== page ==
Councillor Darryl Goodwin first joined Lithgow City Council in April 2017 and the public re-elected him for another term, something he is very grateful for.
"I'm so happy the town wanted to vote for Deanna and myself, we had a really good team in the background who were integral to helping us," he said.
"We will make sure we do our absolute best and despite Deanna and I having our own views and biases, we try to do good for Lithgow and good for everyone."
This term Cr Goodwin will have jobs on his mind.
"We need sustainable, skilled employment, and I've been chatting with different CEO's who want to bring business to Lithgow, we just have to be flexible as a council to bring them here," he said.
"We are losing skilled labour in town with the downturn in mining, we are losing families, and while we may be getting families in, I don't know if that is offsetting the amount we are losing."
Cr Goodwin wants to see large scale businesses come to town that will bring more families who may work in other businesses, offering more jobs in town.
He said he can see big things happening with Wallerawang's GREENSpot, The Foundations at Portland and around the Lithgow area.
"With the upgrade of the Great Western Highway, however they do it, will be a good thing for the town whether that is the 80 or 100 kilometres but the dual lane will be an advantage for people," he said.
"The Gardens of Stone transformation will also be a big injection boost and the re-opening of the Zig Zag Railway, they are all big things happening in town."
Cr Goodwin said he can see a "vibe" in town at the moment and if the council doesn't run with it they are going to lose it.
"The Blue Mountains is built out, people are coming West and we are at the base with a great hospital, train line, upgraded roads, it only takes an hour and forty minutes to get to Paramatta, and we are close to Sydney, we are just getting bigger and better," he said.
"We need to plan for all of this now though, we need to see Lithgow grow and we need to be above everything."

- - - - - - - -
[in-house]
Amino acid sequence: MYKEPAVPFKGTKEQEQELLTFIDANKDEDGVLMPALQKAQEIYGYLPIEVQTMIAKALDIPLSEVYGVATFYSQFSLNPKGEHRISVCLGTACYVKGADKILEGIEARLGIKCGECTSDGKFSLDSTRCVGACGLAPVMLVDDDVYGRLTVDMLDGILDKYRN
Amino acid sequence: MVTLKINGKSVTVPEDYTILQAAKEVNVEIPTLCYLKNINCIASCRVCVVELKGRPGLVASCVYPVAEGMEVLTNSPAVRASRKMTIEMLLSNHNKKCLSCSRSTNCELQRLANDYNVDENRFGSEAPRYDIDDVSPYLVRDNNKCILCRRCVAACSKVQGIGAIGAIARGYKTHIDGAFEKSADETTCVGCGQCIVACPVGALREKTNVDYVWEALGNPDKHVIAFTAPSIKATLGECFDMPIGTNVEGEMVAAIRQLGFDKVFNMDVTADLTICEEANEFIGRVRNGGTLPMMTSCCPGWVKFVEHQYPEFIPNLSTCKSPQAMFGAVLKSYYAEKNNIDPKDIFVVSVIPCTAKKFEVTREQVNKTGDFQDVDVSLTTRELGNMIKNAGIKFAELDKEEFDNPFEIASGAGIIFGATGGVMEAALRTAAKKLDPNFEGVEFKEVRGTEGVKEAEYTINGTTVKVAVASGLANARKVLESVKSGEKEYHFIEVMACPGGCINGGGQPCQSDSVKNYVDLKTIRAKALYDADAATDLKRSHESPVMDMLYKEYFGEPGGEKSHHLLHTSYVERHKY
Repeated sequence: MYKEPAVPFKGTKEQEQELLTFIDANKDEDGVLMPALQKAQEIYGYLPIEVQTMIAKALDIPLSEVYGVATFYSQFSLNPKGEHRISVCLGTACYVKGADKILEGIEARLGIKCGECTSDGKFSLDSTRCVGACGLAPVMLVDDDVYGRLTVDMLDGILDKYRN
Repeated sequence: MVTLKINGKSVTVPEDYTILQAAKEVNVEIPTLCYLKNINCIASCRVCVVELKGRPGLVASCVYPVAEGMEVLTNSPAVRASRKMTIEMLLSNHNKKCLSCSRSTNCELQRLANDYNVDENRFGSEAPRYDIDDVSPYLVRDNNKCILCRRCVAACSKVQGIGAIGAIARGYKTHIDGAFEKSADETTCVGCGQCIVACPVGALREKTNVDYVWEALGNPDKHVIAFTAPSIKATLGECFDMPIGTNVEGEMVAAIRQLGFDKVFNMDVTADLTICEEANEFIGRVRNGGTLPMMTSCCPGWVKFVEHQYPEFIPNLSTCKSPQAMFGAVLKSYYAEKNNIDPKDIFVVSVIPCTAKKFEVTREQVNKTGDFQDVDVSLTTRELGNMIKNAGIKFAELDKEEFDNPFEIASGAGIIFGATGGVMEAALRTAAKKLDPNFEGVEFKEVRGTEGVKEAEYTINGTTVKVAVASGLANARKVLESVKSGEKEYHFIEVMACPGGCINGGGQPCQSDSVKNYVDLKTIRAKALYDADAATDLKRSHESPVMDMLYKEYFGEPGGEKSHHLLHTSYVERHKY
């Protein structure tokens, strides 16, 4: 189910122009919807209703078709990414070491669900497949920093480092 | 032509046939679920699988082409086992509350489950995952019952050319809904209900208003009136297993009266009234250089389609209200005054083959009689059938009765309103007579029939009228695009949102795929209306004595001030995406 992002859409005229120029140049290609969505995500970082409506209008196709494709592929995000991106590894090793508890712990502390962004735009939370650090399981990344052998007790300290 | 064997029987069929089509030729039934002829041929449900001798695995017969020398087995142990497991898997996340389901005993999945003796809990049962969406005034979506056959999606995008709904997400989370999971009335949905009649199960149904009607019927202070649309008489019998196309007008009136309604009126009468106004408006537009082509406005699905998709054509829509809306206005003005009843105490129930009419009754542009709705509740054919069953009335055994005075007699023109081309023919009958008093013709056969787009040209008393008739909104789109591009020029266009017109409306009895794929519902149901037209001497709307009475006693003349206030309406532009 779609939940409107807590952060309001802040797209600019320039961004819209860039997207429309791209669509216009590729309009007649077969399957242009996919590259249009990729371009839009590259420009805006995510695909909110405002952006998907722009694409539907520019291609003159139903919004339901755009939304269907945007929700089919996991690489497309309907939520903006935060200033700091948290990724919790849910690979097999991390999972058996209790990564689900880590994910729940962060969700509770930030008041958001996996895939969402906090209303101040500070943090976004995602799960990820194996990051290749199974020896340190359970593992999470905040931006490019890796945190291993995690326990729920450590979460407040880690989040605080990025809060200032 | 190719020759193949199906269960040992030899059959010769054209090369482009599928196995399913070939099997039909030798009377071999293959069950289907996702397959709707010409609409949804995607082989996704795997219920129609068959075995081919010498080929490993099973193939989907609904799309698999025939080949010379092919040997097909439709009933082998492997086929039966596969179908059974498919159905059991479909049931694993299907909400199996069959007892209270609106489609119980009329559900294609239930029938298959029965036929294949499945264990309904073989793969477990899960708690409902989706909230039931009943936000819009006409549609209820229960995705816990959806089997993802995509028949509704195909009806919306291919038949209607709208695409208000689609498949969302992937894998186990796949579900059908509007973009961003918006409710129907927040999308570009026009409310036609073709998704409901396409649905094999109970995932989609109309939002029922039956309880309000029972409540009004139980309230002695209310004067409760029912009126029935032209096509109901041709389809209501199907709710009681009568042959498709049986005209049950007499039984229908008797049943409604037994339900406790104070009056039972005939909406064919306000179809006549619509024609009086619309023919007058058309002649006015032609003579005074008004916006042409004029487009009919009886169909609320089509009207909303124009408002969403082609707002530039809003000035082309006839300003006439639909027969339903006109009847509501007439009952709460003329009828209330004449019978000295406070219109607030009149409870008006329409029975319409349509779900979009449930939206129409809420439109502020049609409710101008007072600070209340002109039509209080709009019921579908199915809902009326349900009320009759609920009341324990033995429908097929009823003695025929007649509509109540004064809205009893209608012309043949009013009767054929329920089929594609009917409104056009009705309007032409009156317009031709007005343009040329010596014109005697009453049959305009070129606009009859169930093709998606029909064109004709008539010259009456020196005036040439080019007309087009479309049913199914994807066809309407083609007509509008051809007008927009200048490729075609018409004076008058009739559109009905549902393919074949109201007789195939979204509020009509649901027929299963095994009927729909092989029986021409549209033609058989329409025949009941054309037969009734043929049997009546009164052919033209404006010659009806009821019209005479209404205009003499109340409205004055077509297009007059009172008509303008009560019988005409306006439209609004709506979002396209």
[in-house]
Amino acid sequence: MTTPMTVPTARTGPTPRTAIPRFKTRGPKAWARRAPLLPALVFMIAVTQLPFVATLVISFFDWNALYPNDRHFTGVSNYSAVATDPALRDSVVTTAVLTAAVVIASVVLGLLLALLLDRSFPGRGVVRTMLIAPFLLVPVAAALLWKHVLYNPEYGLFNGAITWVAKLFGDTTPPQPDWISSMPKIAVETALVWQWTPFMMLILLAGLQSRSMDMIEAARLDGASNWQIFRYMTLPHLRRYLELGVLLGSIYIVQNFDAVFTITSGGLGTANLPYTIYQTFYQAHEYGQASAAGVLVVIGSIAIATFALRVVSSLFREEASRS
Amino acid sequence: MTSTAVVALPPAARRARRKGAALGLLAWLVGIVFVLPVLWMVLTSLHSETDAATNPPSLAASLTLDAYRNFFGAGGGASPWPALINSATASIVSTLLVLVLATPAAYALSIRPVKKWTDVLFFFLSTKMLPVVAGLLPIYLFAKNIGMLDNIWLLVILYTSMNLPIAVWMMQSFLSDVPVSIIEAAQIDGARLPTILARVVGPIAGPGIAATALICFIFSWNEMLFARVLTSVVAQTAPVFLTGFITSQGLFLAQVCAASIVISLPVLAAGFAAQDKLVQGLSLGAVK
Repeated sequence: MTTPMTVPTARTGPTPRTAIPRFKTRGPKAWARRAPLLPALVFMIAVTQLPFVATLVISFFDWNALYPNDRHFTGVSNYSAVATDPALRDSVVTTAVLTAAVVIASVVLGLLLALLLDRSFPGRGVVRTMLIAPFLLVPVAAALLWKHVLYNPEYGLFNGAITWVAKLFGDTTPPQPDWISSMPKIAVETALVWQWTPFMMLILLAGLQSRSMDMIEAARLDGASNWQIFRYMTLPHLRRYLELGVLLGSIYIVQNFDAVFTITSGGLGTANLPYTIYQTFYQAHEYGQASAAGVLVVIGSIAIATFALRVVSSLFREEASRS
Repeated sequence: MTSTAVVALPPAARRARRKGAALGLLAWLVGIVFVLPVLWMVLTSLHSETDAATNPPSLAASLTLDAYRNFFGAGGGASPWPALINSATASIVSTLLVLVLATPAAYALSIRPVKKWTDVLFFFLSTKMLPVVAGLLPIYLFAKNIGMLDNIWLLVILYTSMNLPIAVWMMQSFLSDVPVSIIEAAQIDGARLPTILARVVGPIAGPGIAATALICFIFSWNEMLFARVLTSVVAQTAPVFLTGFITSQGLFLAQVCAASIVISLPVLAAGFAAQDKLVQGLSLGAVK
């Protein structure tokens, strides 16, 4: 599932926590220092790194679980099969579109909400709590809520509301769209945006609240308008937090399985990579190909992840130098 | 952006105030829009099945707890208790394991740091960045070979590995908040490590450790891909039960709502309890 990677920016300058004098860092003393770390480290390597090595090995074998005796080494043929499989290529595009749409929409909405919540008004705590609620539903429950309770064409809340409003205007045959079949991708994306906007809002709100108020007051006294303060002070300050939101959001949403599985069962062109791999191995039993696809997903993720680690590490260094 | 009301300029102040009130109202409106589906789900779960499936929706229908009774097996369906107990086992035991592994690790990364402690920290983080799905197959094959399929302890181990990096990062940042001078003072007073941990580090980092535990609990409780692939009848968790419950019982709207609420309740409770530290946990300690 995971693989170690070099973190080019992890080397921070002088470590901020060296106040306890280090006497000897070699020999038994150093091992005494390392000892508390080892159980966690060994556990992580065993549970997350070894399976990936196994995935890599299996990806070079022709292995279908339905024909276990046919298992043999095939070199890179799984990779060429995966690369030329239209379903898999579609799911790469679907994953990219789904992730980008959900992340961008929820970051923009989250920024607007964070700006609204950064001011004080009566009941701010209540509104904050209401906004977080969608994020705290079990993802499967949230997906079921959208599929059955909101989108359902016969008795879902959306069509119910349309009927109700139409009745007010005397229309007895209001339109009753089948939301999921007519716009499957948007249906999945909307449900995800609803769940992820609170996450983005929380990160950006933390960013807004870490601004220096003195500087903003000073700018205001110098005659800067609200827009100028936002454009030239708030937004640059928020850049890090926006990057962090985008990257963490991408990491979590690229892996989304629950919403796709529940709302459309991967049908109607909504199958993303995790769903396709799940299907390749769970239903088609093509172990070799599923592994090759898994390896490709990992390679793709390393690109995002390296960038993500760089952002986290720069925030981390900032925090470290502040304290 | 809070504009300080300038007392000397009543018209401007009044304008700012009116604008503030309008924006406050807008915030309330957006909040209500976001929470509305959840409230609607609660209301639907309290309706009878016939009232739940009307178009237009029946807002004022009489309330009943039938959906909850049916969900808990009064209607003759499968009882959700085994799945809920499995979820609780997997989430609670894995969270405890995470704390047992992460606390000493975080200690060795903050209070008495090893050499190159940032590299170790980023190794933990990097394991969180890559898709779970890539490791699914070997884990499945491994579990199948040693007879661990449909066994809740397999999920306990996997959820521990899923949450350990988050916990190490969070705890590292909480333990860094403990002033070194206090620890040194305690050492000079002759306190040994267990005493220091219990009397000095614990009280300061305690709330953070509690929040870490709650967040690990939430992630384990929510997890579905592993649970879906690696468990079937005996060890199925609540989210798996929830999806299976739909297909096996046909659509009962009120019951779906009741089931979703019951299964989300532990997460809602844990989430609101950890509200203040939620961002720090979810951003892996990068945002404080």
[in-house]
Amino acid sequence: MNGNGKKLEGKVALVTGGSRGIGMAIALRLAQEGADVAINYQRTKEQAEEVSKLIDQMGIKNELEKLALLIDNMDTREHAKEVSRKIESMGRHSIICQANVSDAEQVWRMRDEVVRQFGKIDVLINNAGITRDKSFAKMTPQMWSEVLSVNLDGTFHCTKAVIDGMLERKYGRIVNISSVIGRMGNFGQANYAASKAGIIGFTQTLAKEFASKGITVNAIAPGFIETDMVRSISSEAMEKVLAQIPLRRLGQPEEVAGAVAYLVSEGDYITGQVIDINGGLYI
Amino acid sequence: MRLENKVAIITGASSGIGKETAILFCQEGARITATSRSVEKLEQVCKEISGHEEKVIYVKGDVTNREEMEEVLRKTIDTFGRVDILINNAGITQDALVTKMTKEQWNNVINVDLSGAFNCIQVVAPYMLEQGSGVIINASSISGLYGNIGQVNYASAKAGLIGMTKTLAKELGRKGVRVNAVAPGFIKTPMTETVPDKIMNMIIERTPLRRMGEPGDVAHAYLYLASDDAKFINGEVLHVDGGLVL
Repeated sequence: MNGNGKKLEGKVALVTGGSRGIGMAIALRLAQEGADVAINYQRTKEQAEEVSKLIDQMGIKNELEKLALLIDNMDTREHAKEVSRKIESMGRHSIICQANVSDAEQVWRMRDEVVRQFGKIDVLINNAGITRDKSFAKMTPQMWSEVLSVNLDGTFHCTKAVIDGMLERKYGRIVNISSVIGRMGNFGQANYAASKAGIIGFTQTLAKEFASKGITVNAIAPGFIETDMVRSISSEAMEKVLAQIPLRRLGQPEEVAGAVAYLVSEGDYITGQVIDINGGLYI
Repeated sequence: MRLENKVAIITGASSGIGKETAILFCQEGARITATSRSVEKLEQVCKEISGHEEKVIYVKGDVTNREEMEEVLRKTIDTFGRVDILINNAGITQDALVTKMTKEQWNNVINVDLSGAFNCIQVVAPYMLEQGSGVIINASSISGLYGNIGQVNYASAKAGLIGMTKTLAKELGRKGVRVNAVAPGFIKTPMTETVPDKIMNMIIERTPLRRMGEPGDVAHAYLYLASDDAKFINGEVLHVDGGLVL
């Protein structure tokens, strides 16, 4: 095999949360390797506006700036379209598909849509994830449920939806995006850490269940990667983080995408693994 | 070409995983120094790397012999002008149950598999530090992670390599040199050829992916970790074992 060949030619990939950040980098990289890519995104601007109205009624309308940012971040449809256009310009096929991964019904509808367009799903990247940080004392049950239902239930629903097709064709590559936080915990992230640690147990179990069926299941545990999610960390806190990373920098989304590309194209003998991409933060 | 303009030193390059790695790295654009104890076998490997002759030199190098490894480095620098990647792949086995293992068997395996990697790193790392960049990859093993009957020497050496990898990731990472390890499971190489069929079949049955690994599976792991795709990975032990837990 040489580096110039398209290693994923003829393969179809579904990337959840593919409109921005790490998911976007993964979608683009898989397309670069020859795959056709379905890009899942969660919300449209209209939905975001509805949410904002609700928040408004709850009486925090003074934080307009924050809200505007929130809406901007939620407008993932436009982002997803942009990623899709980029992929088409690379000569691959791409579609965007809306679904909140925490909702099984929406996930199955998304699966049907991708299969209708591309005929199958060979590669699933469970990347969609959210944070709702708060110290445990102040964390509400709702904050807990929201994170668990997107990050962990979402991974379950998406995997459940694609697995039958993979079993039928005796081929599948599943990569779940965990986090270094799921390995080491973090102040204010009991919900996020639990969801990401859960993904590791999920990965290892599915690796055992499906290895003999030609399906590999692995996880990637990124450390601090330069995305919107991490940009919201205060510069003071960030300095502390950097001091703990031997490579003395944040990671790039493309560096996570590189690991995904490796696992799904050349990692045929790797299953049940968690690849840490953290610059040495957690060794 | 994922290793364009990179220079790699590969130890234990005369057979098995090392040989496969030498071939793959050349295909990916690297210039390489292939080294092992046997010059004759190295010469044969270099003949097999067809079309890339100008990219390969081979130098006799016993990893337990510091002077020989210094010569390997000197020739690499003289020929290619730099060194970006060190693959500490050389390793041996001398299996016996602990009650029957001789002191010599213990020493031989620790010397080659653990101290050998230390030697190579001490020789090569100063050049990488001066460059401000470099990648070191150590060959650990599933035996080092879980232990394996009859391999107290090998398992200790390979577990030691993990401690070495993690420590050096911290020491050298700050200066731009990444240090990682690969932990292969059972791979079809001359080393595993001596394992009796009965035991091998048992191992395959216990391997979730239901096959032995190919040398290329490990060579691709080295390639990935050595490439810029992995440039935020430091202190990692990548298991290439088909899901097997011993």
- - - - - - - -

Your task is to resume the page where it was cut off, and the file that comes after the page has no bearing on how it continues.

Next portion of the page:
Cr Goodwin said he can see this happening as long as the council is "flexible and not rigid".
He explained the wheels turn slowly in council and he struggles with that as much as the residents do.
"I struggle to not have things done straight away, in my job [as a police sergeant] we are fixers, we get things done straight away, so sitting back and seeing something take two years to get done frustrates me," he said.
"I feel like we need to do it straight away and while I know our budget is extremely tight, for rates base and jobs, we need to look at what grants are available."
Cr Goodwin said the council needs to offer what a great place Lithgow is.
"People know of Lithgow, they know it is cold and a mining town but we are more than that," he said.
Cr Goodwin has had people visit Lithgow from England, Sweden and America and they have all told him how spectacular sites such as Hassans Walls or the Wolgan Valley is.
We live in the best part of the world, so we have to show it off.Cr Darryl Goodwin
"We have so much heritage with Aboriginal heritage, the cement works, our firearm history, we are a big industrial town so we need more industry jobs to come our way."
Cr Goodwin said there will be big decisions to make in the next two years that might divide the community.
"None of it is done with bad intentions, we all just have different ideas and points of view and we have to respect those, councillors have to respect one another and so do residents," he said.
One particular example that comes to Cr Goodwin's mind was the waste to incinerator plan.
"It would be silly to not at least consider it, if they comply with all the State, Federal and Local compliances and would bring over 1000 jobs to the community, why shouldn't we consider it?" he said.
Cr Goodwin said while they can't do things for everyone, it was a councillor's job to advocate for the community and its people on important matters.
"I can only see good things if we continue to get our name out there," he said.
"We need to be flexible, if people have issues, contact council and if you don't get anywhere contact a councillor you know or can get in contact with to try and help you."
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